With a half-page article written about him and his study, an Israeli radiologist unknown until then made it into the New York Times (NYT 2009). Dr. Yehonatan Turner presented computer-tomographic scans (CTs) to radiologists and asked them to make a diagnosis. The catch: Along with the CT a current portrait photograph of the patient was presented to the physicians. Remember, radiologists very often do not see their patients, they make their diagnosis in a dark room staring at a screen. Dr. Turner in his study used a smart cross-over design: He first showed the CT together with a portrait photograph of the patient to one group of radiologists. Three months later the same group had to make a diagnosis using the same CT, but without the photo. Another group of radiologists were first given only the CT and then, three months later the CT with photo. A further control group examined only the CTs, as in routine practice. The hypothesis: When a radiologist is exposed to the individual patient, and not only to an anatomical finding on a scan, she will be more conscious of her own responsibility, hence findings will be more thorough and diagnosis more accurate. And in fact, this is what he found. The radiologists reported that they had more empathy with the patient, and that they “felt like doctors”. And they spotted more irregularities and pathological findings when they had the CT and photo in front of them than when they were only looking at the CT (Turner and Hadas-Halpern 2008).
So how about showing researchers in basic and preclinical biomedicine photos of patients with the disease they are currently investigating in a model of the disease? Continue reading
- Let’s get this out of the way: Reproducibility is a cornerstone of science: Bacon, Boyle, Popper, Rheinberger
- A ‘lexicon’ of reproducibility: Goodman et al.
- What do we mean by ‘reproducible’? Open Science collaboration, Psychology replication
- Reproducible – non reproducible – A false dichotomy: Sizeless science, almost as bad as ‘significant vs non-significant’
- The emptiness of failed replication? How informative is non-replication?
- Hidden moderators – Contextual sensitivity – Tacit knowledge
- “Standardization fallacy”: Low external validity, poor reproducibility
- The stigma of nonreplication (‘incompetence’)- The stigma of the replicator (‘boring science’).
- How likely is strict replication?
- Non-reproducibility must occur at the scientific frontier: Low base rate (prior probability), low hanging fruit already picked: Many false positives – non-reproducibility
- Confirmation – weeding out the false positives of exploration
- Reward the replicators and the replicated – fund replications. Do not stigmatize non-replication, or the replicators.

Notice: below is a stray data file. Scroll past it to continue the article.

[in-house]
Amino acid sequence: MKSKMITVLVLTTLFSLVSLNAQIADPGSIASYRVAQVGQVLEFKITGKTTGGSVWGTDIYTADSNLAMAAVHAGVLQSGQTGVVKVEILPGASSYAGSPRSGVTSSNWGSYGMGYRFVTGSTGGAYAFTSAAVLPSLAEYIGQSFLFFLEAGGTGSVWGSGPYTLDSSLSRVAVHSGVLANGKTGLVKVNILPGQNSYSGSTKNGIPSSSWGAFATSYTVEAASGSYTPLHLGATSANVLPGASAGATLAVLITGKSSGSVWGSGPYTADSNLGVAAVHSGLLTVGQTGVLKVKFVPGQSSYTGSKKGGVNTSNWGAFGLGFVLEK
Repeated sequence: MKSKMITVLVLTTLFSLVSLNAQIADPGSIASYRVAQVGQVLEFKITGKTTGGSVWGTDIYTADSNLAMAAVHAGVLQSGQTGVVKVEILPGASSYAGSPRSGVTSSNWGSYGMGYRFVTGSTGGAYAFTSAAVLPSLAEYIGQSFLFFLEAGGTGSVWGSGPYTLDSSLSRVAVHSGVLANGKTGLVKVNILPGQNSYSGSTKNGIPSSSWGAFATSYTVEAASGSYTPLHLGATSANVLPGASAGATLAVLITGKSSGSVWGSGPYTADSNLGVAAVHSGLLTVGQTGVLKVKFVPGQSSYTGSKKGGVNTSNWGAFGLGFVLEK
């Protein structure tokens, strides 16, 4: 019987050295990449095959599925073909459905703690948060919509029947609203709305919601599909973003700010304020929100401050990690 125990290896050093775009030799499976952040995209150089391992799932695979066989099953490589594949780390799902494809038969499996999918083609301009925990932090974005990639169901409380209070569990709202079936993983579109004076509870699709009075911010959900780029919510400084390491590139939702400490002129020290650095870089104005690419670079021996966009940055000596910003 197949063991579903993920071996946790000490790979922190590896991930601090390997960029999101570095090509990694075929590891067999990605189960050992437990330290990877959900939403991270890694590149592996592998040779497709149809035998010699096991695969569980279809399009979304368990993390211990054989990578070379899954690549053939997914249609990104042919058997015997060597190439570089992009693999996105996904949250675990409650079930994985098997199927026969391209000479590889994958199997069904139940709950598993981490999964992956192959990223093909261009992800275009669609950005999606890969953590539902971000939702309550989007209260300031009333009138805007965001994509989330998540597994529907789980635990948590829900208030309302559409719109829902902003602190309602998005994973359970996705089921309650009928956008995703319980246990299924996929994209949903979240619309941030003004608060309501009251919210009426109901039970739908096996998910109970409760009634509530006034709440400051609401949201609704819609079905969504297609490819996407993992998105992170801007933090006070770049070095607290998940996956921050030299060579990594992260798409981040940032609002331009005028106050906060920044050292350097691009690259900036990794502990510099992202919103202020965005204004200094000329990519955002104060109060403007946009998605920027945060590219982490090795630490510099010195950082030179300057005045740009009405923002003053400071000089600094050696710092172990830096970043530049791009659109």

- Resolving the tension: The Siamese Twins of discovery & replication
- Conclusion: No scientific progress without nonreproducibility: Essential non-reproducibility vs . detrimental non-reproducibility
- Further reading
There is a lot of thinking going on today about how research can be made more efficient, more robust, and more reproducible. At the top of the list are measures for improving internal validity (for example randomizing and blinding, prespecified inclusion and exclusion criteria etc.), measures for increasing sample sizes and thus statistical power, putting an end to the fetishization of the p-value, and open access to original data (open science). Funders and journals are raising the bar for applicants and authors by demanding measures to safeguard the validity of the research submitted to them.
Students and young researchers have taken note, too. I teach, among other things, statistics, good scientific practice and experimental design and am impressed every time by the enthusiasm of the students and young post docs, and how they leap into the adventure of their scientific projects with the unbent will to “do it right”. They soak up suggestions for improving reproducibility and robustness of their research projects like a dry sponge soaks up water. Often however the discussion is in the end not satisfying, especially when we discuss students’ own experiments and approaches to research work. I often hear: “That’s all very good and fine, but it won’t get by with my group leader.” Group leaders would tell them: “That is the way we have always done that, and it got us published in Nature and Science”, “If we do it the way you suggest, it won’t get through the review process”, or “We then could only get it published in PLOS One (or Peer J, F1000 Research etc.) and then the paper will contaminate your CV”, etc.
I often wish that not only the students would be sitting in the seminar room, but also their supervisors with them! Continue reading